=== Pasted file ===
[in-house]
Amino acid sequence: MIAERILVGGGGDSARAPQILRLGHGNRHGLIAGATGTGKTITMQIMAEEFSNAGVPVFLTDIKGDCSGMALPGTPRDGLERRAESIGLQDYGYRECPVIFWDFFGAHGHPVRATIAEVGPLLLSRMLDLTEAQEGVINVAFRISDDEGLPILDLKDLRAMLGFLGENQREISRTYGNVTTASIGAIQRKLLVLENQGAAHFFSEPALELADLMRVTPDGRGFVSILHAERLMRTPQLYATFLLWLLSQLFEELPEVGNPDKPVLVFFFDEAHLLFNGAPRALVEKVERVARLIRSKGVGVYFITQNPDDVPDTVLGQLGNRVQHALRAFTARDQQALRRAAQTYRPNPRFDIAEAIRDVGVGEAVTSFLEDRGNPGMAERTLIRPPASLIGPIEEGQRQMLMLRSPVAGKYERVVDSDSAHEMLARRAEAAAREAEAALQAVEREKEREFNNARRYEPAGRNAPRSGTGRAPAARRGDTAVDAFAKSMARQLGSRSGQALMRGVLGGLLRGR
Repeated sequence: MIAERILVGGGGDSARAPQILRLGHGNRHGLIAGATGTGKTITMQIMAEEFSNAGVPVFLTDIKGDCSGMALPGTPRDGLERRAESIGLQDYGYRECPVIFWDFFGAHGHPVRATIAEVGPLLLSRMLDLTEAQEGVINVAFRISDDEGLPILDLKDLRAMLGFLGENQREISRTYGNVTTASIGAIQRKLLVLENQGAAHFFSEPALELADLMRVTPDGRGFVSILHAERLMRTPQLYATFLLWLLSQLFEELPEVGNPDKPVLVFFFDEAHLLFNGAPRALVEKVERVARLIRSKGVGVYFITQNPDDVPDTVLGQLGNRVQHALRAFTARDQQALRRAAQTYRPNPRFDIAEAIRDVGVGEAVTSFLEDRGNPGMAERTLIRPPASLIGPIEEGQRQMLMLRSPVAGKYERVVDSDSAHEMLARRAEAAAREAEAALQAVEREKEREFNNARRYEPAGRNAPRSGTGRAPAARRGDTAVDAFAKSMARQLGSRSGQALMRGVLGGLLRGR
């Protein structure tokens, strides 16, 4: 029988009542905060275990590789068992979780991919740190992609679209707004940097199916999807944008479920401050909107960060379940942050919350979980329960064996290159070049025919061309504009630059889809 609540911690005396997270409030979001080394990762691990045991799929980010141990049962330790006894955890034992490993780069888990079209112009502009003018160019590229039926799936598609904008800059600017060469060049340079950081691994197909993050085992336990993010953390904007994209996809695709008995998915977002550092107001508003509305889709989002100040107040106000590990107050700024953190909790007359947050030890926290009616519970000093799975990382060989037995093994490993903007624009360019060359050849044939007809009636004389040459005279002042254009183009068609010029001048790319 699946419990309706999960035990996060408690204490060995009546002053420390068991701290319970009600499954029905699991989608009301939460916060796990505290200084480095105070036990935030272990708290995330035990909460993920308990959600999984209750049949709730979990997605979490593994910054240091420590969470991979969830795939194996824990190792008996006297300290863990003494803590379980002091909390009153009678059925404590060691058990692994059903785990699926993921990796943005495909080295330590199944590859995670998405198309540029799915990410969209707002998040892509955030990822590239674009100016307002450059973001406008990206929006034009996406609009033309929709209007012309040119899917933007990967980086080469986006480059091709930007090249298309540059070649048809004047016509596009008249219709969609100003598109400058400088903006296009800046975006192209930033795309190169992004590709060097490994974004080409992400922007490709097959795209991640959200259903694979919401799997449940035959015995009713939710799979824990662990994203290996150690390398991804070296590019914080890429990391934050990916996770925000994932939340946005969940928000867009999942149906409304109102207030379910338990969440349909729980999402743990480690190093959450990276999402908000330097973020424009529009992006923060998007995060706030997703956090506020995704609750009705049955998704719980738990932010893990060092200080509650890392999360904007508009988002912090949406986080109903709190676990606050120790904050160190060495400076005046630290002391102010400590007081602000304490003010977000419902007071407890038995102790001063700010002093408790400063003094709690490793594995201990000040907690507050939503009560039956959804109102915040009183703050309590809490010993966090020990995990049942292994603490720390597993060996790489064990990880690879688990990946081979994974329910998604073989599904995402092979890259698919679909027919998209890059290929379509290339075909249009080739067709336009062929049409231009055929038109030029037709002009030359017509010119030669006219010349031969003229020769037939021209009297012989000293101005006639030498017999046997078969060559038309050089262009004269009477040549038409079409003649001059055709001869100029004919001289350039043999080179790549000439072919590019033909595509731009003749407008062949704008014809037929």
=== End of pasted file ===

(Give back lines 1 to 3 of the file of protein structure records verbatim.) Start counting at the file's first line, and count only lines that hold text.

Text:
[in-house]
Amino acid sequence: MIAERILVGGGGDSARAPQILRLGHGNRHGLIAGATGTGKTITMQIMAEEFSNAGVPVFLTDIKGDCSGMALPGTPRDGLERRAESIGLQDYGYRECPVIFWDFFGAHGHPVRATIAEVGPLLLSRMLDLTEAQEGVINVAFRISDDEGLPILDLKDLRAMLGFLGENQREISRTYGNVTTASIGAIQRKLLVLENQGAAHFFSEPALELADLMRVTPDGRGFVSILHAERLMRTPQLYATFLLWLLSQLFEELPEVGNPDKPVLVFFFDEAHLLFNGAPRALVEKVERVARLIRSKGVGVYFITQNPDDVPDTVLGQLGNRVQHALRAFTARDQQALRRAAQTYRPNPRFDIAEAIRDVGVGEAVTSFLEDRGNPGMAERTLIRPPASLIGPIEEGQRQMLMLRSPVAGKYERVVDSDSAHEMLARRAEAAAREAEAALQAVEREKEREFNNARRYEPAGRNAPRSGTGRAPAARRGDTAVDAFAKSMARQLGSRSGQALMRGVLGGLLRGR
Repeated sequence: MIAERILVGGGGDSARAPQILRLGHGNRHGLIAGATGTGKTITMQIMAEEFSNAGVPVFLTDIKGDCSGMALPGTPRDGLERRAESIGLQDYGYRECPVIFWDFFGAHGHPVRATIAEVGPLLLSRMLDLTEAQEGVINVAFRISDDEGLPILDLKDLRAMLGFLGENQREISRTYGNVTTASIGAIQRKLLVLENQGAAHFFSEPALELADLMRVTPDGRGFVSILHAERLMRTPQLYATFLLWLLSQLFEELPEVGNPDKPVLVFFFDEAHLLFNGAPRALVEKVERVARLIRSKGVGVYFITQNPDDVPDTVLGQLGNRVQHALRAFTARDQQALRRAAQTYRPNPRFDIAEAIRDVGVGEAVTSFLEDRGNPGMAERTLIRPPASLIGPIEEGQRQMLMLRSPVAGKYERVVDSDSAHEMLARRAEAAAREAEAALQAVEREKEREFNNARRYEPAGRNAPRSGTGRAPAARRGDTAVDAFAKSMARQLGSRSGQALMRGVLGGLLRGR